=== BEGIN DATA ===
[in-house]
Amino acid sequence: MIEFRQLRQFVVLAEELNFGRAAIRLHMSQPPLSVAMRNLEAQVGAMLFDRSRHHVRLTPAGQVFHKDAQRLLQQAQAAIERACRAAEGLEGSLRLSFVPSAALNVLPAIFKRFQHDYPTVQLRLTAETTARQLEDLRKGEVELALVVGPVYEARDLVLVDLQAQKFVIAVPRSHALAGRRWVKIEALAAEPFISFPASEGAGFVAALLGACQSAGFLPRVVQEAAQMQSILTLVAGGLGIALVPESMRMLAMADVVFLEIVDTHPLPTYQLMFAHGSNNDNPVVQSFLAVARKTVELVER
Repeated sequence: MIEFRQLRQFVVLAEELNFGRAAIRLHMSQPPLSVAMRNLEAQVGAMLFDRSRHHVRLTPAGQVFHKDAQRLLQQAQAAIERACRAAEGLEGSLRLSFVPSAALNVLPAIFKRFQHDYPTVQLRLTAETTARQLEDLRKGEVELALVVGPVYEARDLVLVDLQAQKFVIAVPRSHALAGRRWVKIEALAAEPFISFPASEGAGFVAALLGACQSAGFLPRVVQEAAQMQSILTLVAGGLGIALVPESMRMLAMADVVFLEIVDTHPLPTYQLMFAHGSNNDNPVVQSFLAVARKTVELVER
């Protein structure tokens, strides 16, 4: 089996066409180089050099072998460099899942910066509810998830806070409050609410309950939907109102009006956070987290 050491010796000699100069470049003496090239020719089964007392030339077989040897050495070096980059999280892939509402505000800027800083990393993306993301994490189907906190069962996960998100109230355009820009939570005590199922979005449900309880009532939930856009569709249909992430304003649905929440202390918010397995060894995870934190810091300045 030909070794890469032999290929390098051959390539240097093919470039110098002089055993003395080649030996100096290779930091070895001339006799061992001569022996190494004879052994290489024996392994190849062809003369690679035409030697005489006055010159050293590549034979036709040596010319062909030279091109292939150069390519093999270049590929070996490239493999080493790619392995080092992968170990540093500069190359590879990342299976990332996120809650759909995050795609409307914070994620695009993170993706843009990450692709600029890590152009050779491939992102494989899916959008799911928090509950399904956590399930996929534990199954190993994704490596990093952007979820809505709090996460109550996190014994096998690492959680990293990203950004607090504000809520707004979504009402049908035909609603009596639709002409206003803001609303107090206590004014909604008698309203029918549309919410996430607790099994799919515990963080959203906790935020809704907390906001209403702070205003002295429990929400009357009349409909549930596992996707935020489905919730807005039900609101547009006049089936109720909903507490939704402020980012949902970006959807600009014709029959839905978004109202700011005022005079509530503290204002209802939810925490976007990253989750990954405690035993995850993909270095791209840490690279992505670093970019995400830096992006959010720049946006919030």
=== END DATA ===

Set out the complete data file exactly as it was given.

[in-house]
Amino acid sequence: MIEFRQLRQFVVLAEELNFGRAAIRLHMSQPPLSVAMRNLEAQVGAMLFDRSRHHVRLTPAGQVFHKDAQRLLQQAQAAIERACRAAEGLEGSLRLSFVPSAALNVLPAIFKRFQHDYPTVQLRLTAETTARQLEDLRKGEVELALVVGPVYEARDLVLVDLQAQKFVIAVPRSHALAGRRWVKIEALAAEPFISFPASEGAGFVAALLGACQSAGFLPRVVQEAAQMQSILTLVAGGLGIALVPESMRMLAMADVVFLEIVDTHPLPTYQLMFAHGSNNDNPVVQSFLAVARKTVELVER
Repeated sequence: MIEFRQLRQFVVLAEELNFGRAAIRLHMSQPPLSVAMRNLEAQVGAMLFDRSRHHVRLTPAGQVFHKDAQRLLQQAQAAIERACRAAEGLEGSLRLSFVPSAALNVLPAIFKRFQHDYPTVQLRLTAETTARQLEDLRKGEVELALVVGPVYEARDLVLVDLQAQKFVIAVPRSHALAGRRWVKIEALAAEPFISFPASEGAGFVAALLGACQSAGFLPRVVQEAAQMQSILTLVAGGLGIALVPESMRMLAMADVVFLEIVDTHPLPTYQLMFAHGSNNDNPVVQSFLAVARKTVELVER
């Protein structure tokens, strides 16, 4: 089996066409180089050099072998460099899942910066509810998830806070409050609410309950939907109102009006956070987290 050491010796000699100069470049003496090239020719089964007392030339077989040897050495070096980059999280892939509402505000800027800083990393993306993301994490189907906190069962996960998100109230355009820009939570005590199922979005449900309880009532939930856009569709249909992430304003649905929440202390918010397995060894995870934190810091300045 030909070794890469032999290929390098051959390539240097093919470039110098002089055993003395080649030996100096290779930091070895001339006799061992001569022996190494004879052994290489024996392994190849062809003369690679035409030697005489006055010159050293590549034979036709040596010319062909030279091109292939150069390519093999270049590929070996490239493999080493790619392995080092992968170990540093500069190359590879990342299976990332996120809650759909995050795609409307914070994620695009993170993706843009990450692709600029890590152009050779491939992102494989899916959008799911928090509950399904956590399930996929534990199954190993994704490596990093952007979820809505709090996460109550996190014994096998690492959680990293990203950004607090504000809520707004979504009402049908035909609603009596639709002409206003803001609303107090206590004014909604008698309203029918549309919410996430607790099994799919515990963080959203906790935020809704907390906001209403702070205003002295429990929400009357009349409909549930596992996707935020489905919730807005039900609101547009006049089936109720909903507490939704402020980012949902970006959807600009014709029959839905978004109202700011005022005079509530503290204002209802939810925490976007990253989750990954405690035993995850993909270095791209840490690279992505670093970019995400830096992006959010720049946006919030």